I am a 53-year-old on-and-off exerciser who signed up for my first 5k ever (July 19 in Chicago) and I have completed the first two weeks of the couch to 5k training program. I start week three today and am a little nervous because the running intervals get longer.

    But I feel so much better already. Yes, it's hard to fit it into a busy schedule, but I have told myself I can only skip one day in the training program and I don't want to use it up too early. I also told several people I am doing this so now they ask me how I'm doing - and I have to be able to say something, which is good motivation.  

    Everyone who gets up off the couch is a winner in my book.

    They always say time changes things, but you actually have to change them yourself. - Andy Warhol

    by 1864 House on Mon Jun 15, 2009 at 09:13:43 AM PDT

    •  Week 3 probably won't be as hard as you think... (4+ / 0-)

      I didn't find it any harder than week 2, anyway, when I first started C25k.  And you can always do a second week of whichever one you're having trouble with, or even drop back a week.

      I'm still back to and stuck on week 1 however, as rushing off to another state at a moment's notice over the past several weeks has made it difficult to keep a workout schedule, let alone maintaining any running stamina as I can't work out while there.  But I have learned that I can walk though the entire week 1 program when I can't run; in the running sections I concentrate on trying to move my feet in time with the music - getting me to move my feet very fast which I've always had trouble with.  

      And I've also started doing arm exercises during the walking sections, to kill two birds with one stone.  Next trick is to remember to bring my wrist weights along to get a bit more benefit.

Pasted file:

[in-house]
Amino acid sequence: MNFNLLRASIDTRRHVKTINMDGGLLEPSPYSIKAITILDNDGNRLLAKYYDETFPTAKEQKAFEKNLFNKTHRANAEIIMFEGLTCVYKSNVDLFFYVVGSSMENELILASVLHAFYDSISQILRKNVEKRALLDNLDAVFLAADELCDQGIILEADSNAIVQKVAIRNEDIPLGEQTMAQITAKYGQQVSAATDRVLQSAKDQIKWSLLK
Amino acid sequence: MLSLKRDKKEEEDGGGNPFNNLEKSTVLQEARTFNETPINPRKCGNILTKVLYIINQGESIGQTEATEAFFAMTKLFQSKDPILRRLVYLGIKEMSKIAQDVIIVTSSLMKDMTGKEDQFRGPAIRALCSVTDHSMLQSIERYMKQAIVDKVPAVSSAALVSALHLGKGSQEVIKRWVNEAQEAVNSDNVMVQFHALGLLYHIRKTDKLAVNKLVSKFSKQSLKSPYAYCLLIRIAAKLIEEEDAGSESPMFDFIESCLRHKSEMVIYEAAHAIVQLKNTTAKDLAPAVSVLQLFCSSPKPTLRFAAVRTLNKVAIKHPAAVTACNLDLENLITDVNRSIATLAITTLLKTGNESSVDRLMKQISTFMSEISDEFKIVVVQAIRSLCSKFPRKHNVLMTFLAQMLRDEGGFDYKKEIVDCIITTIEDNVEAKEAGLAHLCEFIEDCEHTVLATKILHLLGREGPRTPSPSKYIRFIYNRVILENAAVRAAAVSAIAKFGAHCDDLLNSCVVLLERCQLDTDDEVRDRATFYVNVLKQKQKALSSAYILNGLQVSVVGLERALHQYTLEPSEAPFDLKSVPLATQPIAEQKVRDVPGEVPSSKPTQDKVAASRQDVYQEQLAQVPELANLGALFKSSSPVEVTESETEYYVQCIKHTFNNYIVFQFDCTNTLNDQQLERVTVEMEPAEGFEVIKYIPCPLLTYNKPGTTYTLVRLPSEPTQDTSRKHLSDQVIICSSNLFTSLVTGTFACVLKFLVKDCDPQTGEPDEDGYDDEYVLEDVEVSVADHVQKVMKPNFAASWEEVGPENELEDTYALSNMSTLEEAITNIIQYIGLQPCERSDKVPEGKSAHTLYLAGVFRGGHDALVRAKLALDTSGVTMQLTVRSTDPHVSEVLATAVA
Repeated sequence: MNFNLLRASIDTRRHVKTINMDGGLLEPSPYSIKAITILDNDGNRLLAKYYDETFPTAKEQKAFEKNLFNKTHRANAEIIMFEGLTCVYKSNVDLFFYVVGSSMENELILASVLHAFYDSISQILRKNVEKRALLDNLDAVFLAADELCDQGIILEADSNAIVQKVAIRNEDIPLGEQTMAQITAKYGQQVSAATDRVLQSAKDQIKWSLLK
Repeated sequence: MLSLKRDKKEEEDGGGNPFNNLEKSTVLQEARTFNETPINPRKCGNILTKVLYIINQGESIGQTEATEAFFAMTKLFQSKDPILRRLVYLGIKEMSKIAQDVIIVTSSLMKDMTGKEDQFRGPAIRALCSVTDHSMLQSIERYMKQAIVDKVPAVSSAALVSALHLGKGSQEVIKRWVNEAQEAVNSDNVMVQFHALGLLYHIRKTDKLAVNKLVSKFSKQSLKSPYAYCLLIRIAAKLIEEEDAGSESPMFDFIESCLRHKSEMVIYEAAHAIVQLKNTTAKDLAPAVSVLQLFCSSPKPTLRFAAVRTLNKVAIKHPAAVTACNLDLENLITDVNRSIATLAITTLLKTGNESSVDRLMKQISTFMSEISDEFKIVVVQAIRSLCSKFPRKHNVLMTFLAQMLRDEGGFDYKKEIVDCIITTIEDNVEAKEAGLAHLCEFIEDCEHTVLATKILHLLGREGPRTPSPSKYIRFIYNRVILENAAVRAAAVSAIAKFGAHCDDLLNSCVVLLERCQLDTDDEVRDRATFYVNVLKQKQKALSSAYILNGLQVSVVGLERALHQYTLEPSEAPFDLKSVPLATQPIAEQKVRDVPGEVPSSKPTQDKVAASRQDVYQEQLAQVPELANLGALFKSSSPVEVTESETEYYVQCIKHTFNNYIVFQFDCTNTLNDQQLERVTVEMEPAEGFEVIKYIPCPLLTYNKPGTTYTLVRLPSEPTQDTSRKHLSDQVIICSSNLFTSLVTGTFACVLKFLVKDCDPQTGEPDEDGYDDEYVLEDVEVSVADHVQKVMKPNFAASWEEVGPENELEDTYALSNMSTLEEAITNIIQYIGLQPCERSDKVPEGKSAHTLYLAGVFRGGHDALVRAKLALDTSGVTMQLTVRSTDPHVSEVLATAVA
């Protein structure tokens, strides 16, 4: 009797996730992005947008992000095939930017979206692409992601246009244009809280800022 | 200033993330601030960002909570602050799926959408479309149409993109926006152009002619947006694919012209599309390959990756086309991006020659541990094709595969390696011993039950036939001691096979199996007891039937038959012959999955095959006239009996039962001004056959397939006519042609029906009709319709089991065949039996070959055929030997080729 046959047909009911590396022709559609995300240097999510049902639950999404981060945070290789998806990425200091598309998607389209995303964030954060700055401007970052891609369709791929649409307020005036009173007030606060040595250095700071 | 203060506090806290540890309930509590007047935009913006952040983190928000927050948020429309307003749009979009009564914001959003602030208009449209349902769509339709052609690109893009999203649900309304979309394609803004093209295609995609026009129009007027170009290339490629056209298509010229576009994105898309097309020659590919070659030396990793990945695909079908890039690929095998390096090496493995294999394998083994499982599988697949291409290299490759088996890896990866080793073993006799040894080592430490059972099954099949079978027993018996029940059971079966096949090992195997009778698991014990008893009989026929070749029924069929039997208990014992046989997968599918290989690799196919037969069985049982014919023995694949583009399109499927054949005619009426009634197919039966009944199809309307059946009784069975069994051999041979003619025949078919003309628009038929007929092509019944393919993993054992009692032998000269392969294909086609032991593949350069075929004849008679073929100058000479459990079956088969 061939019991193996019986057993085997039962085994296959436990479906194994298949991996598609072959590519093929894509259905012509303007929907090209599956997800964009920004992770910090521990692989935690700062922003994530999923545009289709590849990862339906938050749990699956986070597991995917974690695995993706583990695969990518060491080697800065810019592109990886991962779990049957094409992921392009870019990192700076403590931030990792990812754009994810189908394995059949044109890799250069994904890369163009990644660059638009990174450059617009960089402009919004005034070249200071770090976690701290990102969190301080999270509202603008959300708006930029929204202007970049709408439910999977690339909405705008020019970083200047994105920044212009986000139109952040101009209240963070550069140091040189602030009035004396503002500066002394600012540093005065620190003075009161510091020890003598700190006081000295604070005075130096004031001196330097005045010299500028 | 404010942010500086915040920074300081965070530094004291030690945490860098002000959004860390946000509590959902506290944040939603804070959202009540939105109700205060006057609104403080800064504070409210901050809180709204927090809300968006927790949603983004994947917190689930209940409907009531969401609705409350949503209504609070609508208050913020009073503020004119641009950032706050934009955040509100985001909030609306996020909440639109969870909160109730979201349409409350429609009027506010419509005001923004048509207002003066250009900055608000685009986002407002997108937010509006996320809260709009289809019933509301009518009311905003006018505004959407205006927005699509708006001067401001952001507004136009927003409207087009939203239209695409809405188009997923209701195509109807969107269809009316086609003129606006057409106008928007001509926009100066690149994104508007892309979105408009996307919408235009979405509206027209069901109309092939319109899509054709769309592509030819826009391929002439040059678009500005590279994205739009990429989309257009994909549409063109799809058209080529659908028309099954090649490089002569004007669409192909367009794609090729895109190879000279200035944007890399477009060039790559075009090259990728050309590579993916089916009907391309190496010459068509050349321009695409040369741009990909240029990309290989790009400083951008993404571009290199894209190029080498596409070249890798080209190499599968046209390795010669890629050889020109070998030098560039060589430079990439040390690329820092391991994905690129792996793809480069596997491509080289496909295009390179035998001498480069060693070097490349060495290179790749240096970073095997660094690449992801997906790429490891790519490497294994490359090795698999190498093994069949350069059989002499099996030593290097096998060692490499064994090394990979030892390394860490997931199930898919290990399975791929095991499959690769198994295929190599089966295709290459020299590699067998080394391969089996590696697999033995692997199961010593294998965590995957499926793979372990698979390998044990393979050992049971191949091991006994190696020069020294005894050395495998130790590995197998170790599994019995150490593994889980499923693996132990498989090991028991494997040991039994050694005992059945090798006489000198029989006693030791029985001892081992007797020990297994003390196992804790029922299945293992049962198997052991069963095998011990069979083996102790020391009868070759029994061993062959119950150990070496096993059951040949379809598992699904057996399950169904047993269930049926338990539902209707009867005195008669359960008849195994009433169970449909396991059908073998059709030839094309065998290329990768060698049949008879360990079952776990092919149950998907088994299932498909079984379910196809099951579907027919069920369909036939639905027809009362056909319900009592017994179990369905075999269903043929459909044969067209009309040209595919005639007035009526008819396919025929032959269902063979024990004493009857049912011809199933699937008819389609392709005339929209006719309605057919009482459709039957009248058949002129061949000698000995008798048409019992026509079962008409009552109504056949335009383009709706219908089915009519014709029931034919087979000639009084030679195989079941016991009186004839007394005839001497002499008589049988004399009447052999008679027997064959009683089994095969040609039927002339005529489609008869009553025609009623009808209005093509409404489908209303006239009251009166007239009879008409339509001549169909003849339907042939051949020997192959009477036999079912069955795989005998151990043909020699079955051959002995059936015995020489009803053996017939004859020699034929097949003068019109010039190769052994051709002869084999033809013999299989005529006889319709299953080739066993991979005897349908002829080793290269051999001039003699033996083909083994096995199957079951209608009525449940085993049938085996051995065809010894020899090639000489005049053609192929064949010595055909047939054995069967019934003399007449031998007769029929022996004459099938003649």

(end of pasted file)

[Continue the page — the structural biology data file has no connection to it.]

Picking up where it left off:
•  Thanks (4+ / 0-)

        I just printed out a chart of the times to start walking and running for the rest of the program, and week 3 looks pretty mild in comparison to the upcoming weeks. I just need to have the correct perspective!

        I am much better at endurance than speed and I would never be able to do this without my mp3 player blasting away. The music keeps me moving.

        They always say time changes things, but you actually have to change them yourself. - Andy Warhol

        by 1864 House on Mon Jun 15, 2009 at 12:44:40 PM PDT

        [ Parent ]

    •  you are correct (4+ / 0-)

      I need to learn how to do the "baby steps" thing. I've always done the "whole hog" thing -- both in exercising & in not exercising. Maybe if I could do just the half-hour a day thing, that would help more. Problem is, I'll think that is a little is good, more is better, then I get bummed out because things don't change.

      And I am sure you can do this - I want to hear all about it!

      My Netroots Nation scholarship page please vote for me

      by anotherdemocrat on Mon Jun 15, 2009 at 12:06:10 PM PDT